The woman who led the Government unit tasked with drawing up Covid-19 restrictions was thrown a “boozy” leaving party during the Christmas lockdown, it can be disclosed.
“Dozens” of officials from Cabinet Office’s Covid-19 taskforce attended the event on Dec 17 2020, to mark the departure of Kate Josephs, the director-general at the time, The Telegraph has been told.
The revelation comes after No 10 was forced to issue an apology to the Queen on Friday, after this newspaper revealed that two parties were held in Downing Street the night before the Duke of Edinburgh’s funeral.
Confirming that an apology had been issued to Buckingham Palace over the April 16 events, a No 10 spokesman told reporters it was “deeply regrettable that this took place at a time of national mourning”.
The parties are now being investigated by Sue Gray as part of her probe into multiple allegations of lockdown-breaking parties.
On Friday, sources confirmed that the Dec 17 party for Ms Josephs, who is now the chief executive of Sheffield City Council, is also being examined.
A source who worked closely with Ms Josephs said on Friday “she literally wrote the rules”. They also claimed that she had played a leading role in the negotiations with local areas over the tiered system, which remained in force at the time of her leaving do.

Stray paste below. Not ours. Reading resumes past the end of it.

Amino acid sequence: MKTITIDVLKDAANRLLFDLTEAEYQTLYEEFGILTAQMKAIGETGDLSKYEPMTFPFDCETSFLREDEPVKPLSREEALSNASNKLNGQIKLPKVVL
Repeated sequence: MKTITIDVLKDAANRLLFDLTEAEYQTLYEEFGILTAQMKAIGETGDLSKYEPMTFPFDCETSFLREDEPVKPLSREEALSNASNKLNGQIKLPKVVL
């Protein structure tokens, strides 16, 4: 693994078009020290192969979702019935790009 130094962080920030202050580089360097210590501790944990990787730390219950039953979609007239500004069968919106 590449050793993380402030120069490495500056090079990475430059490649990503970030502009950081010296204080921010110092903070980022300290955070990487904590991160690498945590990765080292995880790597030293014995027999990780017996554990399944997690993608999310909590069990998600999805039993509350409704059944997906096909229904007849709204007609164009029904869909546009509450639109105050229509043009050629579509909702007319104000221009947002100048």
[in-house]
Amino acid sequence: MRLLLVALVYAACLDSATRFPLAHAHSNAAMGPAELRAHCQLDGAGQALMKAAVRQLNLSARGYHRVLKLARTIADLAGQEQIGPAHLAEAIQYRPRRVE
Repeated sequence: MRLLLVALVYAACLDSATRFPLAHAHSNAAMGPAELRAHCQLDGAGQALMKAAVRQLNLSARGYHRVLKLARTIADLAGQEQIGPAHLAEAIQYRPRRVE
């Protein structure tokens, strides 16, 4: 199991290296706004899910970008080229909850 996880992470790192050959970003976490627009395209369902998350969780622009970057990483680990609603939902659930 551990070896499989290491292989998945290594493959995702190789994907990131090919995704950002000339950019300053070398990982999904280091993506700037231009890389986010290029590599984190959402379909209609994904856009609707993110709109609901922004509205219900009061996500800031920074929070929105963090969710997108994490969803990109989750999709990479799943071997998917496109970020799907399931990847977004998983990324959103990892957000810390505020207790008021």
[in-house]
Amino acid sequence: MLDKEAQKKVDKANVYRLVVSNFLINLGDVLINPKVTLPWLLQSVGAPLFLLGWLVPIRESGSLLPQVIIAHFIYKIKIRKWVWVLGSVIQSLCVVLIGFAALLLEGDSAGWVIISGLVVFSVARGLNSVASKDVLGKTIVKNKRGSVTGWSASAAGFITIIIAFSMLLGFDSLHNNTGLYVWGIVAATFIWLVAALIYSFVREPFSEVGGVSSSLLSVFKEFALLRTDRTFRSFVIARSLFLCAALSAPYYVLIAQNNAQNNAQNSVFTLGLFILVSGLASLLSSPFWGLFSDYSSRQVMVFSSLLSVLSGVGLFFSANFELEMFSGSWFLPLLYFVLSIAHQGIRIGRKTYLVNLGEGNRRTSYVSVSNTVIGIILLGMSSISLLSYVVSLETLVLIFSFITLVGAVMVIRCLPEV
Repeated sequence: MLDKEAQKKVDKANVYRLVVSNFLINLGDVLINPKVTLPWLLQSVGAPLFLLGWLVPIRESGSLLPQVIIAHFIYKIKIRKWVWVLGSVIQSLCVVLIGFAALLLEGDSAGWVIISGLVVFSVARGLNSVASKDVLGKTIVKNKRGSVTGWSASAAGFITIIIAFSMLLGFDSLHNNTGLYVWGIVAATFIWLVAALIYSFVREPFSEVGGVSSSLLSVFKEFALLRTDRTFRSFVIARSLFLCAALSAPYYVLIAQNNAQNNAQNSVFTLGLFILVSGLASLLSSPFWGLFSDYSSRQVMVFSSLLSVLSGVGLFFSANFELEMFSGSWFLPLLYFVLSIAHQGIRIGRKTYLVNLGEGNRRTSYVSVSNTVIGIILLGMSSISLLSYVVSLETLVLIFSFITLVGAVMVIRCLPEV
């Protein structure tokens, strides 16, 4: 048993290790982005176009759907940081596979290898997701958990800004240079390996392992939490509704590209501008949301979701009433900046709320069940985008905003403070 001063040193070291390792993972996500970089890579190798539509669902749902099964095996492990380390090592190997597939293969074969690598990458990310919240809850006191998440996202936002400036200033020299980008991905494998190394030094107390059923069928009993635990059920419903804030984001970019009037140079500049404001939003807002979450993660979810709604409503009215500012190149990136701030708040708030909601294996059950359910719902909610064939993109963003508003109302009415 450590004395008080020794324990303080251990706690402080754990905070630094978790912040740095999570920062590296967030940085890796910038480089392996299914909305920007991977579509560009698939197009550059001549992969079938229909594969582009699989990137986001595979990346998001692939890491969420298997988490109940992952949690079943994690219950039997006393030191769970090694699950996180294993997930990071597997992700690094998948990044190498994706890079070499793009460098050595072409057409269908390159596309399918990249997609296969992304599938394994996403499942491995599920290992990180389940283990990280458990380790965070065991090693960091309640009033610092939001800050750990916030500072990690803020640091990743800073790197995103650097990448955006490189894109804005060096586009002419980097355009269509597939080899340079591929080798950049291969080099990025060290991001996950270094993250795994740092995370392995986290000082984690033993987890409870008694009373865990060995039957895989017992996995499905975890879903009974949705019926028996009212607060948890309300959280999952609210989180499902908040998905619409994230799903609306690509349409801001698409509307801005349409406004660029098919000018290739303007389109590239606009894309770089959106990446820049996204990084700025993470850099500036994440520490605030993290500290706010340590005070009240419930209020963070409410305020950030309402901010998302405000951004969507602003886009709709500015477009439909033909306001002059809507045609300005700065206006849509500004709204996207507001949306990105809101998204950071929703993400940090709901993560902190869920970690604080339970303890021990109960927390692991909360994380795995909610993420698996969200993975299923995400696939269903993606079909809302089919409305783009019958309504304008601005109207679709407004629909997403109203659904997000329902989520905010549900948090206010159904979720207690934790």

“She led the negotiations with all the local areas in the tiered system, such as with Andy Burnham, and maintained a chart of the rules in every part of the country,” they added.
The taskforce plays a key role in drawing up potential measures to control the spread of Covid-19, as well as compiling briefings and papers for ministers to discuss at key Cabinet committees.
As director-general, Ms Josephs oversaw the work of the taskforce and is understood to have reported directly to Simon Case, the Cabinet Secretary, for most of her tenure.
Those present at the Dec 17 party are alleged to have gathered in the taskforce’s office in 70 Whitehall, where they consumed alcohol.
A source with knowledge of the incident also alleged that Mr Case was invited to the event, although the Cabinet Office said “categorically” that he did not attend.
A number of senior Number 10 officials, including Dan Rosenfield, the Prime Minister’s chief of staff, and Jack Doyle, his director of communications, are also understood to have been invited. Downing Street on Friday night declined to comment when asked if they attended.
It took place on the same evening that Mr Case’s own staff held a gathering in his private office, and 24 hours before Number 10 staff hosted their own Christmas Party.
At the time of the event London had just entered tier three restrictions, with parties banned and people prohibited from mixing indoors with anyone outside their household or support bubble.
On the day of the party, the Government shared official guidance, which stated: “Although there are exemptions for work purposes, you must not have a work Christmas lunch or party, where that is a primarily social activity and is not otherwise permitted by the rules in your tier.”
Ms Josephs, who was awarded the Companion of the Order of the Bath in the Queen’s Birthday honours last June in recognition of her exemplary public service, left the Government the following day.
After being approached by this newspaper, Ms Josephs said she was “truly sorry that I did this and for the anger that people will feel as a result”.